Seeking a Safer Way to Cook in Developing Countries

December 15, 2014

From left, Pam Jagger, public policy professor, Megan Strickland, public policy graduate, and Leena Nylander-French, public policy professor, in Rwanda.

University of North Carolina at Chapel Hill public policy professors Ashu Handa and Pam Jagger in the College of Arts and Sciences have received a $2.5 million National Institute of Environmental Health Sciences grant to fight a very serious but understudied health problem in sub-Saharan Africa. Exposure to cookstove smoke from burning fuels such as wood and charcoal is the largest risk factor for disease and death in Rwanda.

Think of the health impact this way: the smoke from cooking with a three-stone fire or charcoal stove exceeds the toxicity of smoking hundreds of cigarettes per day. Women and children are the most affected, because cooking and fuel collection remain largely their responsibility.

The duo teamed up with Megan Strickland, a 2011 public policy graduate, to write the grant proposal. Until November 2014, Strickland worked for Inyenyeri, a company based in Gisenyi, Rwanda, that leases high-tech, energy-efficient cookstoves at an affordable cost of $7 per year to urban customers who agree to buy the company’s clean biomass fuel pellets. Rural customers can use the stove for free in exchange for collecting the raw materials used to manufacture the fuel pellets.

“The bottom line is it’s very hard to get people to change their cooking behavior,” Jagger said. “We are trying to understand what motivates adoption of the cookstoves… Changing behavior has both benefits and costs.”

Inyenyeri, Strickland said, is a Kinyarwanda word that means “star” or “shining light.”

“Colloquially, it can also mean a role model for someone to look up to,” said Strickland, who is originally from Little Rock, Arkansas. “Inyenyeri wants to establish itself as a model for others to replicate across the globe.”

That idea of replication, of being able to take the company’s business model to scale, is what excites Handa and Jagger.

On a surprise visit to UNC’s public policy department in early 2012, Strickland proposed a crazy idea to her former professors: would they be willing to evaluate whether these clean cookstoves were making a difference in the health of people who agree to use them? Would they be willing to closely examine Inyenyeri’s work?

Their grant proposal was funded in July 2014 by the NIEHS, part of the National Institutes of Health. Working with professors Leena Nylander-French and Karin Yeatts from the UNC Gillings School of Global Public Health, Handa and Jagger will evaluate the impact of Inyeneyri’s initiative on exposure to three things: airborne contaminants, individual health and household welfare.

Handa, who is on leave from UNC while working for UNICEF in Italy until summer 2015, has been increasingly involved in large-scale social programs that address poverty and human development.

“Over the years, I’ve come to appreciate that understanding human behavior and how to change it requires a holistic and multidisciplinary approach,” he said. “Inyenyeri’s model could really be a breakthrough in terms of making cookstoves widely available to the poor.”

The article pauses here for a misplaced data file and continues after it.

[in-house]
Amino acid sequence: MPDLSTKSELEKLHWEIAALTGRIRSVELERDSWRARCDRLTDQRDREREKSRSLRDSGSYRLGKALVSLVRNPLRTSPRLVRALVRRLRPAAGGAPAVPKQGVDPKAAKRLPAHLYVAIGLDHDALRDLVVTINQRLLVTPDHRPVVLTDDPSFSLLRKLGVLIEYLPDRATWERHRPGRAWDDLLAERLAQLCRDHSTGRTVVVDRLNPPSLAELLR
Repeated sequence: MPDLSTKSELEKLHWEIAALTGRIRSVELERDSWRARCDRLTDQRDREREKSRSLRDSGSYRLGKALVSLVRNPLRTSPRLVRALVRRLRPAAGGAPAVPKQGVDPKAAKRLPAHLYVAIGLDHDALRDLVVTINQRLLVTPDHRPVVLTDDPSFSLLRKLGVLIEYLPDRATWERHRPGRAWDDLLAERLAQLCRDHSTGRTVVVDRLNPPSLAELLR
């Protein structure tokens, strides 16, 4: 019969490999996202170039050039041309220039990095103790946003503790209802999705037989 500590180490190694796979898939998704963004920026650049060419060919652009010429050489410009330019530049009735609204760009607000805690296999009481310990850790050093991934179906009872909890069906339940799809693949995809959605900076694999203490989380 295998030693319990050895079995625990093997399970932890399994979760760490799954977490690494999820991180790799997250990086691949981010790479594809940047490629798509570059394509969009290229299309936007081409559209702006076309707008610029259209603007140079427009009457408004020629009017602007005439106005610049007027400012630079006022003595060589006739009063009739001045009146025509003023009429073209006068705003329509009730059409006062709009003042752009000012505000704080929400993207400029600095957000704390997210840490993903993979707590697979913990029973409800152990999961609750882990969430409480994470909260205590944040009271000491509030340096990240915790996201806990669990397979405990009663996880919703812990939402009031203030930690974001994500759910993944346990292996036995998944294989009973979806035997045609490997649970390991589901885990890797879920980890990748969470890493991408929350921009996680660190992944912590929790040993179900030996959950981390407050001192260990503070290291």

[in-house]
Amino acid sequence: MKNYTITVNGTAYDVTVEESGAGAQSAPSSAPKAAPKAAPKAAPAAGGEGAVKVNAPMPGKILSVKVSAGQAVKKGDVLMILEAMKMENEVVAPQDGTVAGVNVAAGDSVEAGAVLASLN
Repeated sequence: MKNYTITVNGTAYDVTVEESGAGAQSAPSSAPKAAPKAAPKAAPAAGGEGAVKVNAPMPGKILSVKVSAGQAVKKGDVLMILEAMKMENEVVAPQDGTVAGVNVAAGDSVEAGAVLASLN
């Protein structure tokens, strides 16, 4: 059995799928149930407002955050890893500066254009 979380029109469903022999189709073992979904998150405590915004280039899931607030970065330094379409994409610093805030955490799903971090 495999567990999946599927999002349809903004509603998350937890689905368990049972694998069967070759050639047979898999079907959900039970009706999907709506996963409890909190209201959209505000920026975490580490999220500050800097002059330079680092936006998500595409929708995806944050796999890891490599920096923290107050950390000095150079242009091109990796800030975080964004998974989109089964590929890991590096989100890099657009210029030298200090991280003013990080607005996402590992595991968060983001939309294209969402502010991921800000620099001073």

Jagger spent last year in Malawi researching the same issue: conducting socioeconomic, health and air quality assessments regarding cookstove use.

“Part of the reason it’s such a big issue in sub-Saharan Africa is because there are multiple respiratory impacts — pneumonia, chronic bronchitis, emphysema and asthma,” she said. “Then there are other health concerns like cancer, burns and eye problems.”

A woman wearing personal exposure monitoring equipment that kept track of her exposure to cookstove smoke in Kasumgu, Malawi.

A woman wearing personal exposure monitoring equipment that kept track of her exposure to cookstove smoke in Kasumgu, Malawi.

She will use what she has learned in Malawi to enhance the team’s research in Rwanda. She took a fall trip to Rwanda to lay the groundwork for the project.

Ipsita Das, a second-year doctoral student in public policy who has also studied cookstove use in India, worked with Jagger on the Malawi study and will assist the team in Rwanda.

“Despite touted triple benefits — better health, forest preservation and emissions reduction — of using the improved fuels and cookstoves, their uptake and continuous use in developing countries has been very low,” Das added.

Handa said the opportunity to work with a former student to develop the project has been very rewarding.

“We spend a lot of time in my public policy development class discussing real-world interventions to alleviate poverty and improve health,” he said. “Megan has been living what we talked about in class. This is a dream scenario for any college professor.”

Strickland added that the research study would not be possible without the connections she made while a student at UNC.

“How lucky is it that it just so happens that two of my former professors are among the world’s leading experts in this field?” she said.

Learn more about the health dangers of chronic exposure to cookstove smoke.

 

By Kim Weaver Spurr ’88